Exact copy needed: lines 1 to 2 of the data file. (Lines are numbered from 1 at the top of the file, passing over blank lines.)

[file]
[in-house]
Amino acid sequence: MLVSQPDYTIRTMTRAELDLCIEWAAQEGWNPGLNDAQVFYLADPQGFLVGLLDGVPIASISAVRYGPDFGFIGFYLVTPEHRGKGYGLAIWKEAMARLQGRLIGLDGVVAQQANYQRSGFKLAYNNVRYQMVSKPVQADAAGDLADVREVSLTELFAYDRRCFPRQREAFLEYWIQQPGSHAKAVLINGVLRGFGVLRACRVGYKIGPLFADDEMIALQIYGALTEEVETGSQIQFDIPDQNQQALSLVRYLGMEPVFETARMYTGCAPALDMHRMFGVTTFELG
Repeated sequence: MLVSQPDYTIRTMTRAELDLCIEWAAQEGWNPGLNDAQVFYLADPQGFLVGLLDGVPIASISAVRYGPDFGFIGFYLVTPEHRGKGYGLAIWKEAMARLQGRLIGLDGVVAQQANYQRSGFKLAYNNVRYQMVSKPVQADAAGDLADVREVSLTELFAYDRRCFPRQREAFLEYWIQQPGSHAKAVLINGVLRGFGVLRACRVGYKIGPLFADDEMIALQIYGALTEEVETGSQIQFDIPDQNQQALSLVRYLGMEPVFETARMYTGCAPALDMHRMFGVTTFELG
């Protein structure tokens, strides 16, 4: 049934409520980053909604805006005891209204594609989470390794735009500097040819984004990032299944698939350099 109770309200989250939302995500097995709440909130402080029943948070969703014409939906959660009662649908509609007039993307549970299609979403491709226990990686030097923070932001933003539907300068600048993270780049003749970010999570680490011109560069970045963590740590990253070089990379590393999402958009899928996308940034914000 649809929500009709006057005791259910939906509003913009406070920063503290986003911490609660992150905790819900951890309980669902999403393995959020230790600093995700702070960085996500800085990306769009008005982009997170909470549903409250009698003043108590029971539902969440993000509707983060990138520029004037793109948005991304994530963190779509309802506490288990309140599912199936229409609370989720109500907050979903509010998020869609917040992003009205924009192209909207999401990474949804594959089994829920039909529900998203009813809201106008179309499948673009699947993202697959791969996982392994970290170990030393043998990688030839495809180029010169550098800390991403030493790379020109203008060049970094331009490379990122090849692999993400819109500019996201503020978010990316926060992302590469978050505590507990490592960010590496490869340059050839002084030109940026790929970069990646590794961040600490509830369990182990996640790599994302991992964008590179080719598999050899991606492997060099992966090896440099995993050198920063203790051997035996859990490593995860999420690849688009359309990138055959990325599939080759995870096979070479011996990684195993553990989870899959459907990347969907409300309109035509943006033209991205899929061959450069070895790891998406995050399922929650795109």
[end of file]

[in-house]
Amino acid sequence: MLVSQPDYTIRTMTRAELDLCIEWAAQEGWNPGLNDAQVFYLADPQGFLVGLLDGVPIASISAVRYGPDFGFIGFYLVTPEHRGKGYGLAIWKEAMARLQGRLIGLDGVVAQQANYQRSGFKLAYNNVRYQMVSKPVQADAAGDLADVREVSLTELFAYDRRCFPRQREAFLEYWIQQPGSHAKAVLINGVLRGFGVLRACRVGYKIGPLFADDEMIALQIYGALTEEVETGSQIQFDIPDQNQQALSLVRYLGMEPVFETARMYTGCAPALDMHRMFGVTTFELG